The Ph.D. Program in Law and Economics is unique. It combines analytical training in economic theory and methodology with the study of law. While one can separately earn a J.D. and a Ph.D. in economics at many other universities, our program is distinctive in that training in economics is fully integrated with training in law. Upon completion of the program, you will receive a Ph.D. in Law and Economics and a J.D.
Preparing for the program requires thought and planning. First, the study of economics at the Ph.D. level requires a high level of competence in mathematics. Admitted students usually major in economics or mathematics. In addition to completing one year of undergraduate level calculus, students should pursue additional coursework in mathematics and economics.
Because an in-depth understanding of law is required, students in the Ph.D. Program in Law and Economics must either hold a Juris Doctor (J.D.) at the time of matriculation or complete the requirements for a J.D. at Vanderbilt Law School. In the former case, students should be able to satisfy all requirements for the Ph.D. in Law and Economics within 4 years. In the latter case, students must complete a concurrent degree program, usually finishing requirements for both the J.D. and the Ph.D. within 6 years.
The Ph.D. Program in Law and Economics will begin accepting applications for Fall 2018 on August 1.
Applications received by January 15, 2019 will receive priority consideration for review and funding.
Applicants to the J.D./Ph.D. in Law and Economics Dual Degree Program
Dual degree applicants require admission to both the Vanderbilt Graduate School and the Vanderbilt Law School.
Vanderbilt Graduate School Admission Requirements
If you have any questions about completing your application to the Vanderbilt Graduate School, please email firstname.lastname@example.org.
For technical questions regarding the Graduate School electronic application process, please call 615-343-2727 or write to email@example.com.
Vanderbilt Law School Application Requirements
If you are applying to the Ph.D. Program in Law & Economics, there are two pathways (A. Standard J.D. Application Pathway or B. GRE-Only Application Pathway) to admission to Vanderbilt Law School:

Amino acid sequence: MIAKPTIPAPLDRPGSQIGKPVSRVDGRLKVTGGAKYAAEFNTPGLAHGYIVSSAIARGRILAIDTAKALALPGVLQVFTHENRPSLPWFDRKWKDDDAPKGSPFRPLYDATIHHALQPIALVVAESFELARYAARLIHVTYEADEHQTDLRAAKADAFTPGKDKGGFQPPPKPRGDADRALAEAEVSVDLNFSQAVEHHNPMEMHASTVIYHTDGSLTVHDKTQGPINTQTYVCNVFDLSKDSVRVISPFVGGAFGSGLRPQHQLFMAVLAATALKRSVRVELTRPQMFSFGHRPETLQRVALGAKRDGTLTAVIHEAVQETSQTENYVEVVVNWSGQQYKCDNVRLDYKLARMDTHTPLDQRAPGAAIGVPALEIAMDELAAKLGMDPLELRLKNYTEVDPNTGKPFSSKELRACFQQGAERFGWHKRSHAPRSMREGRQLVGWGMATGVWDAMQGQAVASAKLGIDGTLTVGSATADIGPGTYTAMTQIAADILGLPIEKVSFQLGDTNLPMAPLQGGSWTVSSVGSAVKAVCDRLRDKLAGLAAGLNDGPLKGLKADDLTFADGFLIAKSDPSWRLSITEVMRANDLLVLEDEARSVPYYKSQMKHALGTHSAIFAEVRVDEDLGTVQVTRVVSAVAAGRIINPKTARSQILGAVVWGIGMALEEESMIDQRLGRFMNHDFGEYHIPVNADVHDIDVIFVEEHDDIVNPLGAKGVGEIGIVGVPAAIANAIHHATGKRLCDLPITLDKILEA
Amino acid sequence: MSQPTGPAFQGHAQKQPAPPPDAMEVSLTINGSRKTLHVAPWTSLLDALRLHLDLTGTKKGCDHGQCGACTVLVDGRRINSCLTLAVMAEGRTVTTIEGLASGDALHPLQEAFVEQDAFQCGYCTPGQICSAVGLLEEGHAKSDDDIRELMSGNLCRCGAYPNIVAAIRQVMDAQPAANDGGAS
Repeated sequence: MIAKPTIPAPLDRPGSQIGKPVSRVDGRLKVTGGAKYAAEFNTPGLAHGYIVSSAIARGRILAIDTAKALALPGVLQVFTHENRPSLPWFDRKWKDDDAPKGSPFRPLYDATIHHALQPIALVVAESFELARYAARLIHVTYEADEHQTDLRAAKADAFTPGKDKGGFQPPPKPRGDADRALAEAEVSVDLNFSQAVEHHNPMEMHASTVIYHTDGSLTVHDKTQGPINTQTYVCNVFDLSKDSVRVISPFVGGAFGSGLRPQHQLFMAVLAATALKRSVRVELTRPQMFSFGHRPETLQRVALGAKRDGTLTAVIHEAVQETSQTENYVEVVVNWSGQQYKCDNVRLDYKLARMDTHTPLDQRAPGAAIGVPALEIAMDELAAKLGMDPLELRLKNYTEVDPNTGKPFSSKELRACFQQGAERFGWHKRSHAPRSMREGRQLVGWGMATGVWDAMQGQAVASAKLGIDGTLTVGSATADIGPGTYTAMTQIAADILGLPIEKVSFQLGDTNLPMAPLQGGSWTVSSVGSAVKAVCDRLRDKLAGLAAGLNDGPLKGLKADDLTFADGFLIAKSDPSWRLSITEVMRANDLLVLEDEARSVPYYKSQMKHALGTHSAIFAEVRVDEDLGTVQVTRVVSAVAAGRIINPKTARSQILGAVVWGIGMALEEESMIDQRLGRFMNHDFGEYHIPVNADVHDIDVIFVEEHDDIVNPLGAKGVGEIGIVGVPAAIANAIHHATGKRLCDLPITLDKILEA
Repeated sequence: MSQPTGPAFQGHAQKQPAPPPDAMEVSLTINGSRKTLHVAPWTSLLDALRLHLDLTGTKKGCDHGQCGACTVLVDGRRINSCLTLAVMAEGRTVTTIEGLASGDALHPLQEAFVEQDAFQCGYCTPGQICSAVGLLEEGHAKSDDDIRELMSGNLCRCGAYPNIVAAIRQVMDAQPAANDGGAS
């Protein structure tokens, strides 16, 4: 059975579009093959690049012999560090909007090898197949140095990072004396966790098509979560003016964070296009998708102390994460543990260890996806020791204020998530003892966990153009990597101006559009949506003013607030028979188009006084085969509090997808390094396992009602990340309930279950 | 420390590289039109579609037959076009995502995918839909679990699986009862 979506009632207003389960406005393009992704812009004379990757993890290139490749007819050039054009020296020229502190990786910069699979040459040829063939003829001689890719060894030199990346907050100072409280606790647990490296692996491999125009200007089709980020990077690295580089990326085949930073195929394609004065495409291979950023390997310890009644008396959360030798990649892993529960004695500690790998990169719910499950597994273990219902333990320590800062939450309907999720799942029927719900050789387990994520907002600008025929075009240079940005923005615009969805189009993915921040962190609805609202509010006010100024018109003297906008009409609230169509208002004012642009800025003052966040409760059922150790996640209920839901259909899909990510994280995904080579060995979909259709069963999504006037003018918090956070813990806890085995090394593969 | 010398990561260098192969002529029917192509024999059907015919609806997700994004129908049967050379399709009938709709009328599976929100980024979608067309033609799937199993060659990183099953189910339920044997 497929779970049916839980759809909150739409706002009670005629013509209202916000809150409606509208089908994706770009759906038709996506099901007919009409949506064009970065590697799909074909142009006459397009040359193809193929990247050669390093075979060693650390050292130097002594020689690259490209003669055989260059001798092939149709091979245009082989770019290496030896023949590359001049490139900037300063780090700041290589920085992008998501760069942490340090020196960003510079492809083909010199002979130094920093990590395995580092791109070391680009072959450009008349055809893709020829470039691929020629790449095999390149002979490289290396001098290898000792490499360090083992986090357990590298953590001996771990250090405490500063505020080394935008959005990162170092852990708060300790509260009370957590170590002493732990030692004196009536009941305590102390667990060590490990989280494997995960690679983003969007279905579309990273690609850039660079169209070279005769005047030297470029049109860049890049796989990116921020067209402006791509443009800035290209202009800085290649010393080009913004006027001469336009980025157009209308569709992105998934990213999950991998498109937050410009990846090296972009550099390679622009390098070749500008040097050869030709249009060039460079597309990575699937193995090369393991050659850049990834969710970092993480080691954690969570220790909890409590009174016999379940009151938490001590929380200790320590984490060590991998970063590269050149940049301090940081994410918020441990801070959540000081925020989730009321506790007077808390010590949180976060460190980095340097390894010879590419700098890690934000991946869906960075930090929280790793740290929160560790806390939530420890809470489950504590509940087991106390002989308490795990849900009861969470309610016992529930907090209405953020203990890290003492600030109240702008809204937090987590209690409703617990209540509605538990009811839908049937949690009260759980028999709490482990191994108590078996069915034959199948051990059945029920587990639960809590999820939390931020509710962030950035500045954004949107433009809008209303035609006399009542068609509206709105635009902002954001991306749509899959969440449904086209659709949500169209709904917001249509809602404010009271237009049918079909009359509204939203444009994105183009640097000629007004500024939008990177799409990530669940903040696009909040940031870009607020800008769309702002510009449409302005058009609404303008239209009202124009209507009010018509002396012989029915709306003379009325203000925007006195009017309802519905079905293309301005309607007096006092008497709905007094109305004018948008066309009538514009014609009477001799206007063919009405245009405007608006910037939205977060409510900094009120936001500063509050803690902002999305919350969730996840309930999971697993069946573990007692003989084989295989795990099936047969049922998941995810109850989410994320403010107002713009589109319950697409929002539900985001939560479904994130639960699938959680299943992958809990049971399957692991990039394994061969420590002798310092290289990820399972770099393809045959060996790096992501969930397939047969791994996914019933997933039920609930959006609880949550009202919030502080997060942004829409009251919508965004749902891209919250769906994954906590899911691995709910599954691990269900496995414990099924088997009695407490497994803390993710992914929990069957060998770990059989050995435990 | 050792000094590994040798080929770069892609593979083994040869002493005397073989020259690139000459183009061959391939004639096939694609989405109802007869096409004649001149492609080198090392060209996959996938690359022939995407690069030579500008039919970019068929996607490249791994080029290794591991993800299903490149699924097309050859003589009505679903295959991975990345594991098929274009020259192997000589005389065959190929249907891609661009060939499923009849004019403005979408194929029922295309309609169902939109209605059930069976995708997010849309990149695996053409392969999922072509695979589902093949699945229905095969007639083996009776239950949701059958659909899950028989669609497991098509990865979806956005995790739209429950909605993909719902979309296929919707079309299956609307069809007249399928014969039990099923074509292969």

A. Standard J.D. Application Pathway: Individuals who have taken the Law School Admission Test (LSAT) in the last five years or will take the LSAT in the current admission cycle may apply through the Standard J.D. Application Pathway. You must complete the Vanderbilt J.D. application, which requires submission of your LSAT score(s). Please visit the Law School Admissions website for complete instructions on the application process. Your Law School and Graduate School applications will be considered as one in a unified Ph.D. Program in Law and Economics selection process.
B. GRE-Only Application Pathway:
If you have questions about applying to Vanderbilt Law School as a Law and Economics applicant, please contact Sandra Weinstein at firstname.lastname@example.org.
Single Degree Ph.D. in Law & Economics Applicants
If you already have a J.D., you may apply for admission to the Ph.D. Program in Law & Economics by completing the application to the Vanderbilt Graduate School. You do not need to apply to the Vanderbilt Law School.
Applicants whose first language or language of instruction is not English are required to submit the results of either the Test of English as a Foreign Language (TOEFL) or the International English Language Testing System (IELTS) test with the application, unless they have earned a degree from an American or English-speaking institution.
Students admitted to the program usually score above the 90th percentile on the GRE. The average undergraduate grade point average for law and economics students is 3.86. Successful applicants also have strong undergraduate coursework in math or courses using math. Highly recommended undergraduate courses are: (1) calculus, (2) linear algebra, (3) real analysis, (4) statistics, and (5) intermediate microeconomic theory. Successful applicants also have clear interest and potential for conducting social science research.